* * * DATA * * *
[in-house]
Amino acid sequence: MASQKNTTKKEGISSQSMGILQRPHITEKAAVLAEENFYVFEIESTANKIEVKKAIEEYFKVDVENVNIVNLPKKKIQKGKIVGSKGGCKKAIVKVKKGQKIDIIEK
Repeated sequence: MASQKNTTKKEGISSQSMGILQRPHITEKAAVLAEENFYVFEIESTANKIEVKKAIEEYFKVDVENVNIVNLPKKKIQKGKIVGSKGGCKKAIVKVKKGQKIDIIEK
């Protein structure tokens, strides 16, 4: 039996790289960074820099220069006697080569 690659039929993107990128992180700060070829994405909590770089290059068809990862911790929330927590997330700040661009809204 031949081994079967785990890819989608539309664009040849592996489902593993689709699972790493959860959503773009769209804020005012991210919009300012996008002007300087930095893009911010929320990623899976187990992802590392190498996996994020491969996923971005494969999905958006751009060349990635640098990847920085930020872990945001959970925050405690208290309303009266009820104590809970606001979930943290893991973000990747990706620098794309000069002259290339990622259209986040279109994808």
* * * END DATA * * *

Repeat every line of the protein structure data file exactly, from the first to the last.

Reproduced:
[in-house]
Amino acid sequence: MASQKNTTKKEGISSQSMGILQRPHITEKAAVLAEENFYVFEIESTANKIEVKKAIEEYFKVDVENVNIVNLPKKKIQKGKIVGSKGGCKKAIVKVKKGQKIDIIEK
Repeated sequence: MASQKNTTKKEGISSQSMGILQRPHITEKAAVLAEENFYVFEIESTANKIEVKKAIEEYFKVDVENVNIVNLPKKKIQKGKIVGSKGGCKKAIVKVKKGQKIDIIEK
């Protein structure tokens, strides 16, 4: 039996790289960074820099220069006697080569 690659039929993107990128992180700060070829994405909590770089290059068809990862911790929330927590997330700040661009809204 031949081994079967785990890819989608539309664009040849592996489902593993689709699972790493959860959503773009769209804020005012991210919009300012996008002007300087930095893009911010929320990623899976187990992802590392190498996996994020491969996923971005494969999905958006751009060349990635640098990847920085930020872990945001959970925050405690208290309303009266009820104590809970606001979930943290893991973000990747990706620098794309000069002259290339990622259209986040279109994808």